Background: Colorectal cancer (CRC) mortality is high. Understanding the social, psychological, and cognitive predictors of early detection practices such as screening may help improve CRC outcomes. This study examined knowledge of CRC and the relationship between knowledge, attitudes to cancer, and intentions to engage in early detection behaviors for CRC in a national representative population sample.
Method: An interview-based survey was carried out in a British population sample of adults ages 16 to 74 years (n = 1637), assessing knowledge, attitudes, and intention with regard to colorectal cancer.
Results: Knowledge levels were very low; 58% (n = 995) of respondents could not list any colorectal cancer risk factors and 24% (n = 393) were unable to identify any warning signs for cancer. Knowledge was lower among men (chi(2) = 52.8, P < 0.0001), younger respondents (chi(2) = 79.9, P <.0001), and those with less education (chi(2) = 73.9, P < 0.0001). Attitudes to cancer were more negative among women (chi(2)  = 7.4, P = 0.025), younger participants (chi(2) = 22.4, P = 0.013), and those with less education (chi(2)  = 75.0, P < 0.0001). Low knowledge was associated with negative attitudes (P < 0.0001) and both factors were associated with lower intentions to participate in colorectal cancer screening (P < 0.0001). Multivariate analysis indicated that attitudes partially mediated the effect of knowledge on screening intentions.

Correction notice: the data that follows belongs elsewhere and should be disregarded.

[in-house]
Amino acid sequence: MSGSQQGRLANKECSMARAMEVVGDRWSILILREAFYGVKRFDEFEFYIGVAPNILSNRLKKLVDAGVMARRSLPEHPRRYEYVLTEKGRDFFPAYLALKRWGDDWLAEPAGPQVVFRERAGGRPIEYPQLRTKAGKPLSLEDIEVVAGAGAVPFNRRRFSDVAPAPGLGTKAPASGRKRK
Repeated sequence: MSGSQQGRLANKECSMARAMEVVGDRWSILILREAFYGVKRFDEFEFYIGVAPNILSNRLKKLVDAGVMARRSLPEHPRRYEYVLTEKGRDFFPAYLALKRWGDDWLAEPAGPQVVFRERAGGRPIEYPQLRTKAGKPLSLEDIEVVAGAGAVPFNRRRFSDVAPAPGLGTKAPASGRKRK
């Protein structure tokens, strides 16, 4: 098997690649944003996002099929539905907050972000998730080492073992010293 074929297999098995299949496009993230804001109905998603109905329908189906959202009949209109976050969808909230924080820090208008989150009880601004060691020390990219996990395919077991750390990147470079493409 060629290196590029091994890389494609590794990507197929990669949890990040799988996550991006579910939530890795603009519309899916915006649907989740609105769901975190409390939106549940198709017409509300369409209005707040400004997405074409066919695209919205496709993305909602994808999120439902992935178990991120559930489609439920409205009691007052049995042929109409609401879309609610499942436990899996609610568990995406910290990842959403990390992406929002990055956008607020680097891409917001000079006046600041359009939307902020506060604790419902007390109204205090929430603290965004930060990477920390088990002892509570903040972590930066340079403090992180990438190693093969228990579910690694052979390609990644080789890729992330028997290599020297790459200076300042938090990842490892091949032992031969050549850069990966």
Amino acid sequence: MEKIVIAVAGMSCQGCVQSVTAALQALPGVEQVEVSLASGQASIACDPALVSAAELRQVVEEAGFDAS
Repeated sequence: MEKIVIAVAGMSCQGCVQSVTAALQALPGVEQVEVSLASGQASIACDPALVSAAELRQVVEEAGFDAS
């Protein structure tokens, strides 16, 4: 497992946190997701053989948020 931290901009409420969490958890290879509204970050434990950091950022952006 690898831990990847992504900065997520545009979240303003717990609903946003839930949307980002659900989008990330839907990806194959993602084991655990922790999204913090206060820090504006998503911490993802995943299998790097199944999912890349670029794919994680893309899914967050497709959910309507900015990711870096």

Conclusions: Increasing knowledge may reduce negative public perceptions of cancer which may impact positively on intentions to participate in screening.